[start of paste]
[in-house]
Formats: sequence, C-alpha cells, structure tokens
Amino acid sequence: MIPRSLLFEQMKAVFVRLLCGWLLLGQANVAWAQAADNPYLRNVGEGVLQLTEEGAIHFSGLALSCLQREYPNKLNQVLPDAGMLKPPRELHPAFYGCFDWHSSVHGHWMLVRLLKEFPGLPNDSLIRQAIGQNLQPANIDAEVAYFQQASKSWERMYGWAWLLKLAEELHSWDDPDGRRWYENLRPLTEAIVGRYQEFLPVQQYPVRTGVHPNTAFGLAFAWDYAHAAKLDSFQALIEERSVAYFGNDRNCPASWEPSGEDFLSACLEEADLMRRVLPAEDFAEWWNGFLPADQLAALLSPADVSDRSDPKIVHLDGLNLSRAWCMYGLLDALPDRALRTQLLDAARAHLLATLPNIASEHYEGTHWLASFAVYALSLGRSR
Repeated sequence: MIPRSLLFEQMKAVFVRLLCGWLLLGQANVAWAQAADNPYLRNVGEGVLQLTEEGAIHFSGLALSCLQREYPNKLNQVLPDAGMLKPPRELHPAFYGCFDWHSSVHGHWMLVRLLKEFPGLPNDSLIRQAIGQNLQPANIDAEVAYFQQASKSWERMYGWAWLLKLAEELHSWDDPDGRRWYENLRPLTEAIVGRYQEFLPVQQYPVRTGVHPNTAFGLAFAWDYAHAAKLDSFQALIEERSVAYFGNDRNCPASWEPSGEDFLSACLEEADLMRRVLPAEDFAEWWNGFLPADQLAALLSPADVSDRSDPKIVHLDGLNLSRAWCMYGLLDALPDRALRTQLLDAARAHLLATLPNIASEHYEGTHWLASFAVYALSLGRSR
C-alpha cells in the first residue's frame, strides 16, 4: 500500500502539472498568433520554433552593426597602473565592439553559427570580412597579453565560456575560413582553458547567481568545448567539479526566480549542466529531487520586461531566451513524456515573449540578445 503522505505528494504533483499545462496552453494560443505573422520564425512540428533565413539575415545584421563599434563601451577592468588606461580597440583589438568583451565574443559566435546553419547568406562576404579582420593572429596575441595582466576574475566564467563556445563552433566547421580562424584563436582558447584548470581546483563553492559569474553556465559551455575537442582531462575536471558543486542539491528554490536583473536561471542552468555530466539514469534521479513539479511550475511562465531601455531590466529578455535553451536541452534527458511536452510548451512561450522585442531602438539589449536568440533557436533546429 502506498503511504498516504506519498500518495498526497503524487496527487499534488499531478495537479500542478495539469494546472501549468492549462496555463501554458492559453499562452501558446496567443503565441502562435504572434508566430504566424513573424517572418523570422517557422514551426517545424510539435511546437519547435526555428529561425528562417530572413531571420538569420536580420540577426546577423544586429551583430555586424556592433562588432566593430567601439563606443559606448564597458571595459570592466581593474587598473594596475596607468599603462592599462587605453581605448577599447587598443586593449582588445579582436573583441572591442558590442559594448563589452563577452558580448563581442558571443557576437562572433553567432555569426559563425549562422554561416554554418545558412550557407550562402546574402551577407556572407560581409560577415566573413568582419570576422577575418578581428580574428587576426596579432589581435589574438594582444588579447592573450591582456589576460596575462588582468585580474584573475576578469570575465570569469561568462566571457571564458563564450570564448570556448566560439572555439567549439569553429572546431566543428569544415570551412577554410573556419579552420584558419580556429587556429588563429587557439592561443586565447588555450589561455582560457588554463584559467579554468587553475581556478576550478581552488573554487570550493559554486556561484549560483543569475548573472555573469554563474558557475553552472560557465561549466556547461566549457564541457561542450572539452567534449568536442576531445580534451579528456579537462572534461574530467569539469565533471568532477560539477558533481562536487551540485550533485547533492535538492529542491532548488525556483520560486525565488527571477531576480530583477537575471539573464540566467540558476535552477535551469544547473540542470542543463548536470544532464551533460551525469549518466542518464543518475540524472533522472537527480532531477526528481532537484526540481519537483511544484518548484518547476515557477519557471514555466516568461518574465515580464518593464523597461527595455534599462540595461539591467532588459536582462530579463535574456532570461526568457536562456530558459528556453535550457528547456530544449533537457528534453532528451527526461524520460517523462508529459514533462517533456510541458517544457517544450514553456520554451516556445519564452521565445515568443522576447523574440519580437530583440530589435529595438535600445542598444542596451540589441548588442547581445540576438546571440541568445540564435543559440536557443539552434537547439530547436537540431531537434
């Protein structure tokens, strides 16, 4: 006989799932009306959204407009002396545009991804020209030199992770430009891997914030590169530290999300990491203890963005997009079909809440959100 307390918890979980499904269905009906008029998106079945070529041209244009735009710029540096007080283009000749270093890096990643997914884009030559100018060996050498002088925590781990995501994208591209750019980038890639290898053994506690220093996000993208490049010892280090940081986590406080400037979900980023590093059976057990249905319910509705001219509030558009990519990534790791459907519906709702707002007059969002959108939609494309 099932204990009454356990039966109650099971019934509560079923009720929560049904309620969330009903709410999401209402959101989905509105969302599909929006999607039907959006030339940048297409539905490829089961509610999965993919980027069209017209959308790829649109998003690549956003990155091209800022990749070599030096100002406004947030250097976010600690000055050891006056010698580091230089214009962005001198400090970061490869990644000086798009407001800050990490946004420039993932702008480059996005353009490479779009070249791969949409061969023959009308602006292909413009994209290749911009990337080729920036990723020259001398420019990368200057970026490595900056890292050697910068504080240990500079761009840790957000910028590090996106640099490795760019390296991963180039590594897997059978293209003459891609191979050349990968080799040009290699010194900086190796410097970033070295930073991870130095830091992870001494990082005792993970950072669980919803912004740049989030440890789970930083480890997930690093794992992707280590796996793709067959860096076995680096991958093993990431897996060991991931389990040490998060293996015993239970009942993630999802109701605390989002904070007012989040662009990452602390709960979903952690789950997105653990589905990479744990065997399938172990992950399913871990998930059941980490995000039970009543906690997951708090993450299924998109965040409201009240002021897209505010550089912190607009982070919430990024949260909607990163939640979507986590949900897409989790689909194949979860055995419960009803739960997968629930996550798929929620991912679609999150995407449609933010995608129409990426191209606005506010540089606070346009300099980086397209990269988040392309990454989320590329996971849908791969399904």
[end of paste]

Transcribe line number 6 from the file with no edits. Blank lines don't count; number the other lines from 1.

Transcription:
């Protein structure tokens, strides 16, 4: 006989799932009306959204407009002396545009991804020209030199992770430009891997914030590169530290999300990491203890963005997009079909809440959100 307390918890979980499904269905009906008029998106079945070529041209244009735009710029540096007080283009000749270093890096990643997914884009030559100018060996050498002088925590781990995501994208591209750019980038890639290898053994506690220093996000993208490049010892280090940081986590406080400037979900980023590093059976057990249905319910509705001219509030558009990519990534790791459907519906709702707002007059969002959108939609494309 099932204990009454356990039966109650099971019934509560079923009720929560049904309620969330009903709410999401209402959101989905509105969302599909929006999607039907959006030339940048297409539905490829089961509610999965993919980027069209017209959308790829649109998003690549956003990155091209800022990749070599030096100002406004947030250097976010600690000055050891006056010698580091230089214009962005001198400090970061490869990644000086798009407001800050990490946004420039993932702008480059996005353009490479779009070249791969949409061969023959009308602006292909413009994209290749911009990337080729920036990723020259001398420019990368200057970026490595900056890292050697910068504080240990500079761009840790957000910028590090996106640099490795760019390296991963180039590594897997059978293209003459891609191979050349990968080799040009290699010194900086190796410097970033070295930073991870130095830091992870001494990082005792993970950072669980919803912004740049989030440890789970930083480890997930690093794992992707280590796996793709067959860096076995680096991958093993990431897996060991991931389990040490998060293996015993239970009942993630999802109701605390989002904070007012989040662009990452602390709960979903952690789950997105653990589905990479744990065997399938172990992950399913871990998930059941980490995000039970009543906690997951708090993450299924998109965040409201009240002021897209505010550089912190607009982070919430990024949260909607990163939640979507986590949900897409989790689909194949979860055995419960009803739960997968629930996550798929929620991912679609999150995407449609933010995608129409990426191209606005506010540089606070346009300099980086397209990269988040392309990454989320590329996971849908791969399904």